From 2010 to 2017, he was an adjunct instructor at several colleges and universities in New Jersey. He now teaches screenwriting at the University of Maine at Farmington.

Synopsis :

Title: Median Gray
Publication Date: August 4th, 2020
Genre: Thriller / Crime Thriller / Police Procedural
Publisher: Willow River Press

CoverAt a time when New York’s mean streets were their meanest, one NYPD detective at the end of his career takes one last chance to correct a 20-year-old injustice, and another cop at the beginning of his career tries to stop him before a police department already scarred by corruption investigations takes another hit.

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Q&A :

Hi

First of all thank you very much for taking the time to answer my questions, I really appreciate it. Here we go! 🙂

Can you, for those who don’t know you already, tell something about yourself and how you became an author?
I started out as a screenwriter, and rather arrogantly thought my prose work, which I knew was weaker than what I wrote for the screen, would piggyback on my phenomenal success writing for the movies. However, most of my film work was for low budget junk, most of which, thankfully, was never produced. But while I was waiting for my screenwriting career to take off, I was slowly getting better at prose, and then, both from a better understanding of how prose worked and realizing I had a better chance of writing more substantial work for the page than for the screen, I came to love writing writing for the page. Since my first book was published in 2000, screenwork is now the adjunct and prose my concentration.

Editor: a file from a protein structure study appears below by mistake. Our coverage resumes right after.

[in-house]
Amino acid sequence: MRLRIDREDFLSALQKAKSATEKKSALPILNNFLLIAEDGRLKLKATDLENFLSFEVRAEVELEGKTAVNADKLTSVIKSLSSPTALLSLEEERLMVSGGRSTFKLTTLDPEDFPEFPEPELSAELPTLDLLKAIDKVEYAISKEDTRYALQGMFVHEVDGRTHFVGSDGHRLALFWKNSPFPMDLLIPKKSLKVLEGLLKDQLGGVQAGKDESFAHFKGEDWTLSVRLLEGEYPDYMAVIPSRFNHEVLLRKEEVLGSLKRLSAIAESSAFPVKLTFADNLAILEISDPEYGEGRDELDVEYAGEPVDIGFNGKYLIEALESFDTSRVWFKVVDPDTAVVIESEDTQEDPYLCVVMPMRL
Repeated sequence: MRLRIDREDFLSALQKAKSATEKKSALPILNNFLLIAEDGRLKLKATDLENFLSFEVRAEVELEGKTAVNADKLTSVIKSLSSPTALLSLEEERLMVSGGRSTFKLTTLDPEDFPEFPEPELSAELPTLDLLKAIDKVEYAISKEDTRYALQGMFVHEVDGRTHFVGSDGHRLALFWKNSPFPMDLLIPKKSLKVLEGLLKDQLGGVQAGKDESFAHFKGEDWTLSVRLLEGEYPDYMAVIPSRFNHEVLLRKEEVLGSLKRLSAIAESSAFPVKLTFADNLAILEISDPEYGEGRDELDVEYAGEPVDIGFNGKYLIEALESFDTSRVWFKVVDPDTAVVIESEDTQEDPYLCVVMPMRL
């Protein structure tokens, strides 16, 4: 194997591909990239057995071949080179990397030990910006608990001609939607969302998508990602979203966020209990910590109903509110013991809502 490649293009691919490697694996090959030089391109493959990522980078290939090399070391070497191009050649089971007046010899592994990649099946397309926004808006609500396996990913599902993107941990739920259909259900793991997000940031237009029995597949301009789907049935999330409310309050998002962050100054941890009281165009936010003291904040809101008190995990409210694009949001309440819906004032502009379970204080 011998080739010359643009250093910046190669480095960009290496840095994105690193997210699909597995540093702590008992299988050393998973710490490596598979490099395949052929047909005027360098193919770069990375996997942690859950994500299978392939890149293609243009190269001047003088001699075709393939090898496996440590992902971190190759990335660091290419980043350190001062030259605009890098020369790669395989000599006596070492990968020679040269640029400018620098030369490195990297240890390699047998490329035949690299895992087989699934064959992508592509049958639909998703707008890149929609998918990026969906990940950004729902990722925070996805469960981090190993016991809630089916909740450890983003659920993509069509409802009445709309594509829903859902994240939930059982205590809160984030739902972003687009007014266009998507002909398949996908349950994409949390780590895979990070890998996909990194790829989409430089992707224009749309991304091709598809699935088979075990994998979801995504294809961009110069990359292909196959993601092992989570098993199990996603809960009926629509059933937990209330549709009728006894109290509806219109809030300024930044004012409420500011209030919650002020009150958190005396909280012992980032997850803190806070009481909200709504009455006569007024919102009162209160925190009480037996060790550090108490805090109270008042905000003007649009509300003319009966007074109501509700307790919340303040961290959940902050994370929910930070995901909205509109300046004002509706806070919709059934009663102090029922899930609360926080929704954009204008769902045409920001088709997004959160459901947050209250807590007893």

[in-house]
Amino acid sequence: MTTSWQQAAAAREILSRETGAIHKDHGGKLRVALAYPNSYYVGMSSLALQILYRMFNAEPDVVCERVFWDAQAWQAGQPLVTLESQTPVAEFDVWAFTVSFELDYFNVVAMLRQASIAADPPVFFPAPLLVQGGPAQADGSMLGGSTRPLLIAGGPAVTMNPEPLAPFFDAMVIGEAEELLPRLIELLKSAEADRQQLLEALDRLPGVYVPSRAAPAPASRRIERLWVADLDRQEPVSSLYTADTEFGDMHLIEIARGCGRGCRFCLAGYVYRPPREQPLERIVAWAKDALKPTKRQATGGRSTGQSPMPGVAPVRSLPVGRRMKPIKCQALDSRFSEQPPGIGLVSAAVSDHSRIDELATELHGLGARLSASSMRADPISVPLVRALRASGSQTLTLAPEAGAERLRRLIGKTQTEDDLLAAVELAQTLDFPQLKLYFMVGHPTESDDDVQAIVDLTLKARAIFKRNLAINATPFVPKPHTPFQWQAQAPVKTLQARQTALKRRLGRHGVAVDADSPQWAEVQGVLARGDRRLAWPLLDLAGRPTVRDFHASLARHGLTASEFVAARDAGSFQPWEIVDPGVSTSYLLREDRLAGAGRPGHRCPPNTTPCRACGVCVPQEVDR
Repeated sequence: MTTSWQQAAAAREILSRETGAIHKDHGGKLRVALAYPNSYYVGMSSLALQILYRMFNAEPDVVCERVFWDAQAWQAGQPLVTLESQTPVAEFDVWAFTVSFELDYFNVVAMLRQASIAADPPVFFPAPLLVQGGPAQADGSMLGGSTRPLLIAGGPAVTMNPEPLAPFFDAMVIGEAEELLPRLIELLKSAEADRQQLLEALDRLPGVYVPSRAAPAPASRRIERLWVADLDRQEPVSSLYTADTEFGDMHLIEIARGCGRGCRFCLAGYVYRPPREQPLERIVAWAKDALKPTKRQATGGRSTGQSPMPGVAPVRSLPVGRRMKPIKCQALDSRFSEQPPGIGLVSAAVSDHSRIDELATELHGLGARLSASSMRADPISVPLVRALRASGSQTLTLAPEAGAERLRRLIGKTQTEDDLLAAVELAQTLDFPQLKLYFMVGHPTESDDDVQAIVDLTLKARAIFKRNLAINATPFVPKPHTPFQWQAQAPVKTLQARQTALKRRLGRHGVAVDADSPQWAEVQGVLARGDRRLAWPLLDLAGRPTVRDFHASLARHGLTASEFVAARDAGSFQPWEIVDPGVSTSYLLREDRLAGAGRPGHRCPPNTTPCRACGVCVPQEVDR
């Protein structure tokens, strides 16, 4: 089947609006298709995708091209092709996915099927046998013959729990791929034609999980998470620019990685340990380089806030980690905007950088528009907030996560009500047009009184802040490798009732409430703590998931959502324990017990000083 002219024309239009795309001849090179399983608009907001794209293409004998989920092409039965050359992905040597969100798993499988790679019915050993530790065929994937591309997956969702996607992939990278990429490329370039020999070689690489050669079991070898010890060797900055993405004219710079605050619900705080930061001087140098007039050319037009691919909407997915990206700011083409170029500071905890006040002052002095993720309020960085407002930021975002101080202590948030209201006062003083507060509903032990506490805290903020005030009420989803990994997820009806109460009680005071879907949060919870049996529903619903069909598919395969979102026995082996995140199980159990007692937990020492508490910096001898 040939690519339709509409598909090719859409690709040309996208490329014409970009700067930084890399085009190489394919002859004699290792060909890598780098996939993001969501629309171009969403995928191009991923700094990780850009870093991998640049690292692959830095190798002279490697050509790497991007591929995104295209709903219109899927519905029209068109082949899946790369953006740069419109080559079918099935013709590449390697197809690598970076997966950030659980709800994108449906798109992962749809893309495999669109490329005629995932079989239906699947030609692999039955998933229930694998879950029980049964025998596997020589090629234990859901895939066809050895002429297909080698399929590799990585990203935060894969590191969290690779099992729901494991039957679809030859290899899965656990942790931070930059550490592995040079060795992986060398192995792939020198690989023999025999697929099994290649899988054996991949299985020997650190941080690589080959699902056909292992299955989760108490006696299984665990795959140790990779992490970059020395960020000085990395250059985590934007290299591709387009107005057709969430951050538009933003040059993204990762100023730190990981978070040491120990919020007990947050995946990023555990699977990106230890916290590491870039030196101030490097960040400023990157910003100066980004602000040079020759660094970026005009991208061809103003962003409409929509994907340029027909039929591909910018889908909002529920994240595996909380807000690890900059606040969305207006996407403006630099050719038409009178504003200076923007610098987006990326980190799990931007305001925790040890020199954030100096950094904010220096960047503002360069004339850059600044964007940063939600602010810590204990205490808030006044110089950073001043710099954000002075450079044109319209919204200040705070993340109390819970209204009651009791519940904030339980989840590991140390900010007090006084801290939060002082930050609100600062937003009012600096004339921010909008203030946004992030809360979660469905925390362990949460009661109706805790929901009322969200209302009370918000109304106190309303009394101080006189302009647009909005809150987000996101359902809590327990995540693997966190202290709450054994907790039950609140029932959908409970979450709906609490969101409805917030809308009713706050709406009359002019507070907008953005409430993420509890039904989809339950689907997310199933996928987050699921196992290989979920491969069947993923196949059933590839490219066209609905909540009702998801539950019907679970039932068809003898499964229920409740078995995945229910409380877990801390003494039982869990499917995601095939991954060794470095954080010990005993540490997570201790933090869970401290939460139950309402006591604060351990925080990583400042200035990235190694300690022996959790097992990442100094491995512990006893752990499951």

Which books did/do you love to read as a child/now as a grown-up?
I didn’t read books for my age. I used to read a lot of comic books, but my mother thought they were giving me nightmares so she threw them out (the real nightmare is how much they’d be worth today!). Out of boredom, I started reading what my parents read. They were voracious readers, mostly thrillers and mysteries. So, there I was at 10 reading Alistair MacLean thrillers like Ice Station Zebra.

Is there a writer whose brain you would love to pick for advice? Who would that be and why?
Oh, there’s so many, but for particular things. Among the major names, Steinbeck has always been a favorite. As a more-or-less genre writer, John LeCarre, the late George V. Higgins. For how to manage a career, Evan Hunter who bounced between literary work and screen work under his own name, and some terrific genre stuff under the pen name Ed McBain. When I went back to school for my MFA, I did have the good fortune to be a student of Thomas E. Kennedy. I became a big fan of his “Copenhagen Quartet” and he did allow me to interview him for a review/interview through which I learned a tremendous about about how to stand a genre on its ear.

If you could, which fictional character (from your own book(s) or someone else’s) would you like to invite for tea and why?
The only one I can picture sitting down to tea would also be an insufferable ass (Dante DeMarchese from Legacy). But burger and a soda, if I was younger, Ronnie from Median Gray, but now closer to my age, Harry from The Advocate.